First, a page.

FOURTEENTH CONTENTION [14] Defendant makes a general attack upon the methods of selecting trial juries on a nation-wide basis. We say methods because there are undoubtedly variations among the several states as to the method of selection, grounds for exemption from service, disqualification, etc. Uniformity is perhaps impossible. All classes are not included among those eligible in California. Conviction of a felony disqualifies for jury service, and one so convicted on trial for another offense might claim that he was denied that ideal of a jury that included some with the same background as himself.

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The claim that defendant was denied trial by a constitutionally chosen jury is unsupported.

FIFTEENTH CONTENTION [15] Defendant quotes a part of an instruction given by the court, claiming it permitted the jury to convict without being convinced beyond a reasonable doubt.

The entire instruction was as follows: “You are further instructed that the identifying witness need not identify the defendant as the perpetrator of the offense positively, and the testimony of a witness that the defendant resembles the perpetrator, or that he believes him to be the perpetrator, is sufficient, if from an examination of all the evidence you are convinced beyond a reasonable doubt that the defendant was the perpetrator of the crime with which he is charged.”

The part quoted by defendant ends with the word “sufficient.” The instruction as a whole is a correct statement of law.

The relations of defendant with this court have had a pattern that suggests future claims of denial of right to counsel. We detail the history.

Notice of appeal was filed by defendant’s trial counsel.

The record on appeal in this matter was filed November 28, 1967.

On January 16, 1968, defendant signed a substitution of attorneys, filed February 1, 1968, by which he substituted himself as attorney of record in place of James W. Tetley. The latter signed a consent to the substitution.

On February 1, 1968, the clerk of this court wrote defendant informing him of his right to appointed counsel and requesting to be informed if defendant wished an attorney. Defendant signed a statement saying, “I do not wish to have an attorney appointed.”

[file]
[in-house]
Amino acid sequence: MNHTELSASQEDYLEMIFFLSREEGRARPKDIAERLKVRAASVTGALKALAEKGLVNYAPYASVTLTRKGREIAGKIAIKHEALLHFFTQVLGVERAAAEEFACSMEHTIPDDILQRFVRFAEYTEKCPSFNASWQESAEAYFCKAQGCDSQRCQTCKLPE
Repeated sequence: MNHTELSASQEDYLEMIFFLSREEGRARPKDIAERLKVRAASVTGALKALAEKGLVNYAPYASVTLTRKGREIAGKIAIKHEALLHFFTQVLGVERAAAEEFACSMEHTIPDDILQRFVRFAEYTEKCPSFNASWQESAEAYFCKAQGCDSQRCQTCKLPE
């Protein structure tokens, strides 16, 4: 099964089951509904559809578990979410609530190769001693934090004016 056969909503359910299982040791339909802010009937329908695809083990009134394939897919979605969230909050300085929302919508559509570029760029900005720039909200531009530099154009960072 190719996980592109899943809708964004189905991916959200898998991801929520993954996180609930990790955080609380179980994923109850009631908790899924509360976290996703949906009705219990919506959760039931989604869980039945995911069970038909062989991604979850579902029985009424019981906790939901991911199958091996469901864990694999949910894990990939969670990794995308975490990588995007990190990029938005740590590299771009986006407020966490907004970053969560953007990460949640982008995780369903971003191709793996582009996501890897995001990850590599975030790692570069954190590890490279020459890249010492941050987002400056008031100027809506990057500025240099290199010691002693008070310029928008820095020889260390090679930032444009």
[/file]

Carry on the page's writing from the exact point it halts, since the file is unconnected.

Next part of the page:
Defendant’s opening brief was filed on May 16, 1968; a supplement thereto was filed the same day.

On September 28, 1968, defendant wrote the court asking that an attorney be appointed to represent his case for the remainder of the appeal.

On October 2, 1968, James W. Tetley was appointed as counsel for appellant.

Respondent’s brief having been filed on October 1, 1968, Tetley, on January 20, 1969, filed a supplemental brief to which respondent has filed a rejoinder.

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Counsel on appeal at the time of oral argument presented with vigor the contentions made in the brief prepared by him.

Judgment affirmed.

Brown (Gerald), P.J., and Coughlin, J., concurred.

A petition for a rehearing was denied April 16, 1969, and appellant’s petition for a hearing by the Supreme Court was denied June 18, 1969.

[1] The “letter-journal” was not before the trial court, and its contents may not be considered in deciding whether that court properly appointed trial counsel for defendant after he had waived his right to counsel. Since defendant has incorporated the “letter-journal” in his brief, it may be considered as argument on his part.
[2] We do not agree that Stoner v. California, 376 U.S. 483
[11 L.Ed.2d 856, 84 S.Ct. 889] overrules Gorg as suggested i Lucero v. Donovan, 354 F.2d 16, fn. 6. Stoner and Gorg
are readily distinguishable in their differing facts supporting the good faith belief of a police officer in a third person’s authority to give consent.